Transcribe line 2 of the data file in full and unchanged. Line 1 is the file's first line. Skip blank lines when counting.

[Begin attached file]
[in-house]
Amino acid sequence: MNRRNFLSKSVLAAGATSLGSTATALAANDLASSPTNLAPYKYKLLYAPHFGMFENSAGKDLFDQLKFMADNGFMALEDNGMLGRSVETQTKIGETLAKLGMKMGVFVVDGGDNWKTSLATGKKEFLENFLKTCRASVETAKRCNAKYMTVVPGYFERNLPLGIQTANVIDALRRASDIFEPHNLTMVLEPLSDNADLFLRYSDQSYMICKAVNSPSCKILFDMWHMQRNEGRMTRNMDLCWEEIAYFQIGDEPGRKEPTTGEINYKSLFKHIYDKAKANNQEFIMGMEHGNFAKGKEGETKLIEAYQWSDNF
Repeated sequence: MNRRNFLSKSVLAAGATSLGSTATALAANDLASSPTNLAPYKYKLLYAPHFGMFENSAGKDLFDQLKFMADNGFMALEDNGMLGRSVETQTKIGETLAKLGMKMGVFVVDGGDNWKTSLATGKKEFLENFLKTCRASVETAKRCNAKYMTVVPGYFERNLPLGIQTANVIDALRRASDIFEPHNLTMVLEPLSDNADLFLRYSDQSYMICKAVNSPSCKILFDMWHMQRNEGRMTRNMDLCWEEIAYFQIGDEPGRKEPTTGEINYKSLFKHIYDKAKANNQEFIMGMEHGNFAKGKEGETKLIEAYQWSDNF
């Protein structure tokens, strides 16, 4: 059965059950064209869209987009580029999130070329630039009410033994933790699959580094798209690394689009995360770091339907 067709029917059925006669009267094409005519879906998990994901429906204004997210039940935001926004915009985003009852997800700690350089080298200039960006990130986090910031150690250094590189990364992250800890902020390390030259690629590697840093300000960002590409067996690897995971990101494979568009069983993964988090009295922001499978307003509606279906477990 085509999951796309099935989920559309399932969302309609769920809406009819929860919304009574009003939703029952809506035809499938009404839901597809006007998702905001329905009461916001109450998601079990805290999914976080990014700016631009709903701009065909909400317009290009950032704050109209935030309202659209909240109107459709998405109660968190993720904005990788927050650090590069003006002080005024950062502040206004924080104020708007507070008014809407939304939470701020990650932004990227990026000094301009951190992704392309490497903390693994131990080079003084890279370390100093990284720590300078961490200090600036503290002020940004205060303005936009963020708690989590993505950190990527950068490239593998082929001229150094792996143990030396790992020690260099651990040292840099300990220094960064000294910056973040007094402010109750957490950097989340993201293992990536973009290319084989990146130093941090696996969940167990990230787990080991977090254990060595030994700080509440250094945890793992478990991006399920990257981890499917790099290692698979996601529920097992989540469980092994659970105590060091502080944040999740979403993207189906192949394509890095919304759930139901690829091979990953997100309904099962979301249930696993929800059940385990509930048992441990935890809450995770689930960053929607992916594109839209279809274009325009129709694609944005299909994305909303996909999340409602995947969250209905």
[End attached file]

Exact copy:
Amino acid sequence: MNRRNFLSKSVLAAGATSLGSTATALAANDLASSPTNLAPYKYKLLYAPHFGMFENSAGKDLFDQLKFMADNGFMALEDNGMLGRSVETQTKIGETLAKLGMKMGVFVVDGGDNWKTSLATGKKEFLENFLKTCRASVETAKRCNAKYMTVVPGYFERNLPLGIQTANVIDALRRASDIFEPHNLTMVLEPLSDNADLFLRYSDQSYMICKAVNSPSCKILFDMWHMQRNEGRMTRNMDLCWEEIAYFQIGDEPGRKEPTTGEINYKSLFKHIYDKAKANNQEFIMGMEHGNFAKGKEGETKLIEAYQWSDNF